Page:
Showing posts from March, 2013

More Small Conferences, Please

However the SCMS election turns out, I second wholeheartedly Maria Pramaggiore's suggestion to "explore the possibility of sponsoring small, 1-day conferences in diverse locations, organized by caucuses or SIGs, to expand the opportunities for networking around specific research interests." I've mentioned on Twitter how impressed I am by the number and scope of topical conferences in the UK. Those in the US have trickled down to at times negligible numbers. I'm not sure exactly what's driving the trend here, but I think the discipline is poorer for it.

CFP: Cinephilia and Teaching


Book Collection: Cinephilia and Teaching
Editors: Rashna Wadia Richards and David T. Johnson
Abstract Deadline: June 1, 2013

We invite contributions to Cinephilia and Teaching, an edited collection of essays clustered around ideas of cinephilia and pedagogy. While essays may explicitly interrogate connections between ciné-love and teaching, we envision a collection that explores both concepts broadly, creating a productive dialogue between cinephilia and education, a long-neglected relationship in Film Studies.

In the introduction to their 2012 MLA collection Teaching Film, Lucy Fischer and Patrice Petro describe a central tension that characterizes the field: while Film Studies appears to belong to "the advanced guard—at times leading the way in the humanities," it "still suffers from a certain lack of recognition and its attendant deprivations." Such ambivalence is often reflected in the field's own attitude toward its subjects, and few sites…

CFP: European Film Cultures


European Film Cultures: An International Conference
8-9 November 2013, Lund University, Sweden

ECREA Film Studies Section Interim Conference

The study of film as culture and of filmcultures has been an expanding area of study in recent years. The aim of this two-day conference is to focus on the most recent developments anddiscussdifferent ways of analyzing film in cultural contexts, as well as film as a cultural product, with the aim to debatehow different methodologies and perspectives can inspire each other in productive ways.

The European film industry is currently undergoing profound transformations on account of important economic, technological and cultural reasons. The internationalization of markets, the impact of the digital revolution, the repositioning of Europe on the global scene are some of the factors that currently impact on ideas and practices of European cinema.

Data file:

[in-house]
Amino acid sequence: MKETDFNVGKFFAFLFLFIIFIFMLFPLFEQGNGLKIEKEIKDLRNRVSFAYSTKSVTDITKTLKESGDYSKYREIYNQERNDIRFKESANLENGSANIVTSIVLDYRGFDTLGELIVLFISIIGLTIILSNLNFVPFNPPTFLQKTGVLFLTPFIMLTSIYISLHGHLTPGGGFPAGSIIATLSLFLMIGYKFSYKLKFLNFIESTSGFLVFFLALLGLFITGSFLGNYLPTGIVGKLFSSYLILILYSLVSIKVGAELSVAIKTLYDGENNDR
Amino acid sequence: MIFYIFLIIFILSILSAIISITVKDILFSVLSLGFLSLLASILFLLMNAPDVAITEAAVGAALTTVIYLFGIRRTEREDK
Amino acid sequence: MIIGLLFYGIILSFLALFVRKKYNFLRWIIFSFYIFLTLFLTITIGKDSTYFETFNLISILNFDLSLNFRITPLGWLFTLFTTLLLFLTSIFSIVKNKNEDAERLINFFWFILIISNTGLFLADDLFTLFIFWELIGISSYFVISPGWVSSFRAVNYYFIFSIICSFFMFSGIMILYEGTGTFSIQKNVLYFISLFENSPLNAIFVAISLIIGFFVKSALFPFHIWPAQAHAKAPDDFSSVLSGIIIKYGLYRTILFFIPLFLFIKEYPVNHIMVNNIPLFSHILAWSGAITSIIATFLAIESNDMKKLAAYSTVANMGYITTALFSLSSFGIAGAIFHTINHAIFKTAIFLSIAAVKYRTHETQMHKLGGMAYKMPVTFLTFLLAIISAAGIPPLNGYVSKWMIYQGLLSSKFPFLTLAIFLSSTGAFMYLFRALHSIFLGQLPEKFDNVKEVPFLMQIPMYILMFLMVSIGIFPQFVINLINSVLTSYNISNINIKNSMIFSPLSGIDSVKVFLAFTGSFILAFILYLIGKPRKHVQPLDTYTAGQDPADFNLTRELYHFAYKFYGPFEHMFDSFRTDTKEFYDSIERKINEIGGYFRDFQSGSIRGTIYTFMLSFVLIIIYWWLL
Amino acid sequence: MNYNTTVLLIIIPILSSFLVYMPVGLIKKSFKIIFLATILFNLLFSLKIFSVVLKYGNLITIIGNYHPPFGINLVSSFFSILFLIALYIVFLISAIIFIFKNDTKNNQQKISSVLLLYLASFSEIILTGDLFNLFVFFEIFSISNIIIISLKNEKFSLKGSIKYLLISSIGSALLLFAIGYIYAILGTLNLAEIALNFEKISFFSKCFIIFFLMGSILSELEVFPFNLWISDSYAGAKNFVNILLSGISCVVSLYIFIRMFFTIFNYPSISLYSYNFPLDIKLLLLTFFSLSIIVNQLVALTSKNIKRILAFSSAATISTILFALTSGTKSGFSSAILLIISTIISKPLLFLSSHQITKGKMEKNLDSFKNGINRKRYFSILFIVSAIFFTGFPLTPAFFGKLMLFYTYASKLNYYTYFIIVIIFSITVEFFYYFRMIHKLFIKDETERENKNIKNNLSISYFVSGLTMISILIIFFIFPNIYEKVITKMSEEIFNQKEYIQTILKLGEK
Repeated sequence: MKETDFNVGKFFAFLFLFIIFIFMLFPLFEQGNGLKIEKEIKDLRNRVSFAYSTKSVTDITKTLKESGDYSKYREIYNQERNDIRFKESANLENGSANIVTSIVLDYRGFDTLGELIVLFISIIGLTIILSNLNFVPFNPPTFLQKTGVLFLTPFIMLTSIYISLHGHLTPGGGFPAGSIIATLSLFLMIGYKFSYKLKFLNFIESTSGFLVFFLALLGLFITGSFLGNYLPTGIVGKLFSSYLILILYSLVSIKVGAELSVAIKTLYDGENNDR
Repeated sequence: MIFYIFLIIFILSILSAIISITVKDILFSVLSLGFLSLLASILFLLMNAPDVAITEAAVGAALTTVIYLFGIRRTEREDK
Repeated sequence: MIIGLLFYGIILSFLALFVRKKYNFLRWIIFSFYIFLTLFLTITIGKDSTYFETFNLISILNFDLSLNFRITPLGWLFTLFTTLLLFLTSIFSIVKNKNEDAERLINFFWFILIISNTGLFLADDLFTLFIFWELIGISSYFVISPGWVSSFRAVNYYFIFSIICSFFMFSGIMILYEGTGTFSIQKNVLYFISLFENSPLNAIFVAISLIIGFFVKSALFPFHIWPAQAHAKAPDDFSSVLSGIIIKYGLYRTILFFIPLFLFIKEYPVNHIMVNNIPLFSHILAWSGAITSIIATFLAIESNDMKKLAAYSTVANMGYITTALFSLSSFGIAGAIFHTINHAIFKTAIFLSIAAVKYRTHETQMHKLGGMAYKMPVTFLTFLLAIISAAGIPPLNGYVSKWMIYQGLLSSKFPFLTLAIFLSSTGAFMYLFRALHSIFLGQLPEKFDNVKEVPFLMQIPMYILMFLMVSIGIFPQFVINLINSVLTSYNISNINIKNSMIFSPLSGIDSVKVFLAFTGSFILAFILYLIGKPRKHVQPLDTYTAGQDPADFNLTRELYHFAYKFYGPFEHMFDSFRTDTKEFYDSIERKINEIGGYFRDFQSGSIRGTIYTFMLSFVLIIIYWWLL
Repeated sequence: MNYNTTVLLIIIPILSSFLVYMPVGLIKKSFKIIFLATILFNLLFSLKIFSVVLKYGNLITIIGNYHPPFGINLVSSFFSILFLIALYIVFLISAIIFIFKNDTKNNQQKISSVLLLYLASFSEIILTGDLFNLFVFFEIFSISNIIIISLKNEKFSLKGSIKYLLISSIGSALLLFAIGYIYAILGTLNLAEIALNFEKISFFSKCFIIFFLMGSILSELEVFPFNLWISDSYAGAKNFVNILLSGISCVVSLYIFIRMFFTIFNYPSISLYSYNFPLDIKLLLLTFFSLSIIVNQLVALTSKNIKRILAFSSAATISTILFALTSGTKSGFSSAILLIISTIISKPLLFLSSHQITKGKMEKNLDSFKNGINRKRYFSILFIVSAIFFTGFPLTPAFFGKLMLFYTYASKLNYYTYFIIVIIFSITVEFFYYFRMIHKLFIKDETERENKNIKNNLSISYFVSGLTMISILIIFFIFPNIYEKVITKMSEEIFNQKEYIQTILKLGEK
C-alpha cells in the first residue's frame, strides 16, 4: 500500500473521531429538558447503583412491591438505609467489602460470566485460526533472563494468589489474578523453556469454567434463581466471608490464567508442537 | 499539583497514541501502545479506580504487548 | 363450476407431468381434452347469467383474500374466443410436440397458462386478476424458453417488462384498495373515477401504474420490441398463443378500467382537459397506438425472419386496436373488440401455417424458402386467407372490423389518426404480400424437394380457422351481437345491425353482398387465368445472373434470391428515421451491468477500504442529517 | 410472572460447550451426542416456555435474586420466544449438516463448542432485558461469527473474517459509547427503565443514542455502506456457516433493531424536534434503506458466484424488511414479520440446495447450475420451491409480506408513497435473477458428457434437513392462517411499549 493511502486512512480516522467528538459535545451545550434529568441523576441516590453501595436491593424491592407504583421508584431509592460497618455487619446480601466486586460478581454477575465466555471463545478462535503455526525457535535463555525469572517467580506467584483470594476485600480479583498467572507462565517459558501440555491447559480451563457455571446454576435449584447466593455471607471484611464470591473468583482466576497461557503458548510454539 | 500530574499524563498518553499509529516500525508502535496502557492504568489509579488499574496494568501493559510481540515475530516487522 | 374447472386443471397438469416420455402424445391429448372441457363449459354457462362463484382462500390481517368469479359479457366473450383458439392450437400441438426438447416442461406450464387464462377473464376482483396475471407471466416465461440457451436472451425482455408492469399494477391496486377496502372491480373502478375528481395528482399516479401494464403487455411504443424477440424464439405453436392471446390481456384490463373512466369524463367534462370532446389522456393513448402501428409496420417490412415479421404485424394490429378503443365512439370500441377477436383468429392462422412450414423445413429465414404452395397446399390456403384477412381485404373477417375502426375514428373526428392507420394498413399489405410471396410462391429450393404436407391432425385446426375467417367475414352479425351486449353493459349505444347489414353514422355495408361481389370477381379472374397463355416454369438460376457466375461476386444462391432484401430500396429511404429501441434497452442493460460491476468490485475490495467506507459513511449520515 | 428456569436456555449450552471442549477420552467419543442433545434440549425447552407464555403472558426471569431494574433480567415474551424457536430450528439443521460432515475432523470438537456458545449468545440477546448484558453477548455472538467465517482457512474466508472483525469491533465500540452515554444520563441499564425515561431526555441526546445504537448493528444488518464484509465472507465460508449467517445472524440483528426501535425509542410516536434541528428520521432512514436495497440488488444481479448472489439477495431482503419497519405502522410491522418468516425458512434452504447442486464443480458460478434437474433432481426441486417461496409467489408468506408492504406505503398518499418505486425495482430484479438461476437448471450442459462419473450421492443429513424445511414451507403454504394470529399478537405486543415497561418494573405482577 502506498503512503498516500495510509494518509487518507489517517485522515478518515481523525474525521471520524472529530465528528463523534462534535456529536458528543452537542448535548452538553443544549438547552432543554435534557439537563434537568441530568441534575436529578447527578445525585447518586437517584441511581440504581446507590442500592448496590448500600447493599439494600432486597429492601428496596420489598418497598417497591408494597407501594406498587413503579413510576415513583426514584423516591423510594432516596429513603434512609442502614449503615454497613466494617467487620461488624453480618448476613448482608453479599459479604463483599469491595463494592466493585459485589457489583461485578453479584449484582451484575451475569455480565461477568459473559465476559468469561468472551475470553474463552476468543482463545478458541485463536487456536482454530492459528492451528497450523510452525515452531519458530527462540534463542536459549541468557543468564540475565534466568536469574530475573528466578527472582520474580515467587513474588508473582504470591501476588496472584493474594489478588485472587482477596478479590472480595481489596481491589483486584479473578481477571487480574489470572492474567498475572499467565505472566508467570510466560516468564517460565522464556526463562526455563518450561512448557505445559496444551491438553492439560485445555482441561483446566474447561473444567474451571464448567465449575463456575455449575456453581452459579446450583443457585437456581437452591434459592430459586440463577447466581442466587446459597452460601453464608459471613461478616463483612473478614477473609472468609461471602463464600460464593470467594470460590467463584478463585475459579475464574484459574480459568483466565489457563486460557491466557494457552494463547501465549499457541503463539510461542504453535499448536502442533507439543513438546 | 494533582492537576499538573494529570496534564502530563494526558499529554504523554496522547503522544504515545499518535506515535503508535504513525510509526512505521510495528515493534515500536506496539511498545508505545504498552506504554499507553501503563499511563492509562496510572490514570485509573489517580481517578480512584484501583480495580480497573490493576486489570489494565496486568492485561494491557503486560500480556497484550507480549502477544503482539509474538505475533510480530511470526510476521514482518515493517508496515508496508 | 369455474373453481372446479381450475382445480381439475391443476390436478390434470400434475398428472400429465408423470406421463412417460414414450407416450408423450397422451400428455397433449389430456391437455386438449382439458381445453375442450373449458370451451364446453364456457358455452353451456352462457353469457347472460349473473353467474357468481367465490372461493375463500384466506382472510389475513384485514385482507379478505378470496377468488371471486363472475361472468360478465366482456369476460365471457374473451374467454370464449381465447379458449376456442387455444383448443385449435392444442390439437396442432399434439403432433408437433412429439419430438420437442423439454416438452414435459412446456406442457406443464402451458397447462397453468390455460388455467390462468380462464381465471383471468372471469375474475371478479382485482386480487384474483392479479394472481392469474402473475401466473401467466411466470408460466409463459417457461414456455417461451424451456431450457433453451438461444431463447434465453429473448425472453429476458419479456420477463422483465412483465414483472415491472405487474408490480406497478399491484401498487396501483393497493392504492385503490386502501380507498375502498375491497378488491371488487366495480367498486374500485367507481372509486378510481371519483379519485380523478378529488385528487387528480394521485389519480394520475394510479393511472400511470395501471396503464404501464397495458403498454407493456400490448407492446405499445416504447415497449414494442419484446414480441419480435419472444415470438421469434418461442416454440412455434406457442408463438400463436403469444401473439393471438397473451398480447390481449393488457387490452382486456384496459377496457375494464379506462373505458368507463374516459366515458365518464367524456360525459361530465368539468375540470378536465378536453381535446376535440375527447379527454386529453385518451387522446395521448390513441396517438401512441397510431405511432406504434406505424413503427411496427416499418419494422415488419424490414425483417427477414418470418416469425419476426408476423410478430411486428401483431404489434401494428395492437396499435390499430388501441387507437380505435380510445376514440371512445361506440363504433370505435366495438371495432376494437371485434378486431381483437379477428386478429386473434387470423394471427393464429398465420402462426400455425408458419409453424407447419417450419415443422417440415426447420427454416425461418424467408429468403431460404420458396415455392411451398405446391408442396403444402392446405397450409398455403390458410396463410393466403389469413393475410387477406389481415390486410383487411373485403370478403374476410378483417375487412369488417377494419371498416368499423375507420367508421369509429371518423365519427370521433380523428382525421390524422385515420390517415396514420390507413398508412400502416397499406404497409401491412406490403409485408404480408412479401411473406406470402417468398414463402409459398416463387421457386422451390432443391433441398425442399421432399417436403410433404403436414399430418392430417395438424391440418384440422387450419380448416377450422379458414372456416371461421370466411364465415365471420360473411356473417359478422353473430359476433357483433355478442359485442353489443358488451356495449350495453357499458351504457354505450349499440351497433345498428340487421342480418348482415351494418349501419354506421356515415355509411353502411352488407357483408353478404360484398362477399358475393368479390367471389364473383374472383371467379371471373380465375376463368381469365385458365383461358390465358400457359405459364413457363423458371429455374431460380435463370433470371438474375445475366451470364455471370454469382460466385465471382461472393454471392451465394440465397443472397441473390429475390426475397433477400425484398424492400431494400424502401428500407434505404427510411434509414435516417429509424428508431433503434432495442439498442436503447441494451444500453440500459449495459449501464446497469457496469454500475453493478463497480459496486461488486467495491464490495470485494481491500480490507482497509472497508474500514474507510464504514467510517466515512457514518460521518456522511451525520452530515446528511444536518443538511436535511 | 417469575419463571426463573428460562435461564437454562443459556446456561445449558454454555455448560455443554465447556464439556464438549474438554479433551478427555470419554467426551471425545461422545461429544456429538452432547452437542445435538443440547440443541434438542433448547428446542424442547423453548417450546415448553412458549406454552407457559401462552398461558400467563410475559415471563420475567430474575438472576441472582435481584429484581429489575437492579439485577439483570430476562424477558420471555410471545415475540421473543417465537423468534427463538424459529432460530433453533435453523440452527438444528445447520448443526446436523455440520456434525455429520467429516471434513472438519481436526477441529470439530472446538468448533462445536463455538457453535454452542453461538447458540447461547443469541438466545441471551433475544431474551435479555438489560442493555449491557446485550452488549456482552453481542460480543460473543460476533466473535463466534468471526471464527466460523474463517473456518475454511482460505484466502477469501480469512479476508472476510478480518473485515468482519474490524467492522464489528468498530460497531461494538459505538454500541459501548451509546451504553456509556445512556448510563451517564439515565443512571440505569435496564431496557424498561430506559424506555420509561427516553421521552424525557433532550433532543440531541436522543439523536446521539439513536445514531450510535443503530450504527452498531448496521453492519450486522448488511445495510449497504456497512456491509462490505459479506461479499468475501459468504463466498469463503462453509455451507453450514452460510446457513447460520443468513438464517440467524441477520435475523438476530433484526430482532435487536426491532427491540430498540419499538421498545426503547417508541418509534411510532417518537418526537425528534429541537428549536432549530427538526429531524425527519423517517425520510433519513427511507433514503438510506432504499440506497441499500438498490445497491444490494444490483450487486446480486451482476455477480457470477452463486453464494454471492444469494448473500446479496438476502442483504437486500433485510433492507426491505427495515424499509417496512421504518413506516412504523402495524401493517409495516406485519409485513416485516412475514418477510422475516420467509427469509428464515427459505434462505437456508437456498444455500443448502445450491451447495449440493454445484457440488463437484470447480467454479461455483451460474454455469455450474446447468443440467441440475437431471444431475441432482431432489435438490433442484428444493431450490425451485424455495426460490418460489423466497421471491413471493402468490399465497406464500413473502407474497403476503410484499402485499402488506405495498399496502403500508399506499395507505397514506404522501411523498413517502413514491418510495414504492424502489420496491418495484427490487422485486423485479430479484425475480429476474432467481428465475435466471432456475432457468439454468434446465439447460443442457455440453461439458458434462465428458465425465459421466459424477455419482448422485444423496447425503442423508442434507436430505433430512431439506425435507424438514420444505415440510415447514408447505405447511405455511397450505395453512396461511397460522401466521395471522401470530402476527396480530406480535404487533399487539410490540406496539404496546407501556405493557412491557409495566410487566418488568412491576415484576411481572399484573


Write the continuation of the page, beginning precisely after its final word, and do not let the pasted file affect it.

The centrality of film to European cultures is both reaffirmed today and challenged by th…

CFP: Slow Cinema


Slow Cinema
Editors: Nuno Barradas Jorge, Tiago de Luca

Over the last decade, a cinematic trend characterized by aesthetic minimalism and slow tempo has made its mark on the world cinema map. Although directors such as Carlos Reygadas, Tsai Ming-liang, Béla Tarr, Pedro Costa and Lisandro Alonso, among others, do not pertain to a cohesive film movement, their films have been largely subsumed under the term ‘Slow Cinema’.

And yet, what exactly is Slow Cinema? While its presence in international film festivals continues to gain prominence worldwide, the term has too often been examined within the framework of a binary model that simply places it against the ‘intensified’ Hollywood style (Bordwell). With a view to rethinking its validity beyond dual systems and reductive binarisms (Nagib), this collection seeks to reposition Slow Cinema in a more expansive discursive and theoretical terrain. How can we productively understand this cinematic expression as inserted within div…

CFP: Contemporary Use of Fairy Tales

A call for submissions for an edited collection of essays on contemporary uses of fairy tales in popular culture.

The collection will focus on recent reinterpretations and reboots of classical fairy tales, ways the contemporary texts address the original tales and narratological implications of the repetitions and adjustments of these stories. In essays that explore the functions and consequences of fairy tale reboots, remakes and updates, authors will consider the ways fairy tale generic conventions have been revised over time, representations of race, gender, class and sexual identity, the roles of archetypes, mythic tropes and patterns and the emergence of self-referential and meta-tales within these texts.

Essays may also address fan culture influence on contemporary tales, opportunities for interactivity and the roles of stars in fairy tale reboots.

Text focus could include television series, feature-length films, comic books and graphic novels, games and animation. Possible…